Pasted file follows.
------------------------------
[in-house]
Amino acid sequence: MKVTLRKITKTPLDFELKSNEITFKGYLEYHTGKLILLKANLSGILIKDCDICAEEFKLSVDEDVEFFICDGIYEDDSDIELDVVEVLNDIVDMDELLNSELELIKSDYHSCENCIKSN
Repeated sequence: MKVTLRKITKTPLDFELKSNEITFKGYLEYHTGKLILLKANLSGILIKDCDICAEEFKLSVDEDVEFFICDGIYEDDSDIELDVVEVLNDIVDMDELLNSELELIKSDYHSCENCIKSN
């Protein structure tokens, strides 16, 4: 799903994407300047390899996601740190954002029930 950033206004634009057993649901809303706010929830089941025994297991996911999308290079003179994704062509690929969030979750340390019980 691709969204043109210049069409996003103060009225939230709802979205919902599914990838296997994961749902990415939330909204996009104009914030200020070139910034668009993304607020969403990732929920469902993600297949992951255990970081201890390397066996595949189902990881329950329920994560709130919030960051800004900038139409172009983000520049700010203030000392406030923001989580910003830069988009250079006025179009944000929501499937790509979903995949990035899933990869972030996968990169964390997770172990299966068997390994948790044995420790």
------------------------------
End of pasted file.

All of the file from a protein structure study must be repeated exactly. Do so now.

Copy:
[in-house]
Amino acid sequence: MKVTLRKITKTPLDFELKSNEITFKGYLEYHTGKLILLKANLSGILIKDCDICAEEFKLSVDEDVEFFICDGIYEDDSDIELDVVEVLNDIVDMDELLNSELELIKSDYHSCENCIKSN
Repeated sequence: MKVTLRKITKTPLDFELKSNEITFKGYLEYHTGKLILLKANLSGILIKDCDICAEEFKLSVDEDVEFFICDGIYEDDSDIELDVVEVLNDIVDMDELLNSELELIKSDYHSCENCIKSN
């Protein structure tokens, strides 16, 4: 799903994407300047390899996601740190954002029930 950033206004634009057993649901809303706010929830089941025994297991996911999308290079003179994704062509690929969030979750340390019980 691709969204043109210049069409996003103060009225939230709802979205919902599914990838296997994961749902990415939330909204996009104009914030200020070139910034668009993304607020969403990732929920469902993600297949992951255990970081201890390397066996595949189902990881329950329920994560709130919030960051800004900038139409172009983000520049700010203030000392406030923001989580910003830069988009250079006025179009944000929501499937790509979903995949990035899933990869972030996968990169964390997770172990299966068997390994948790044995420790």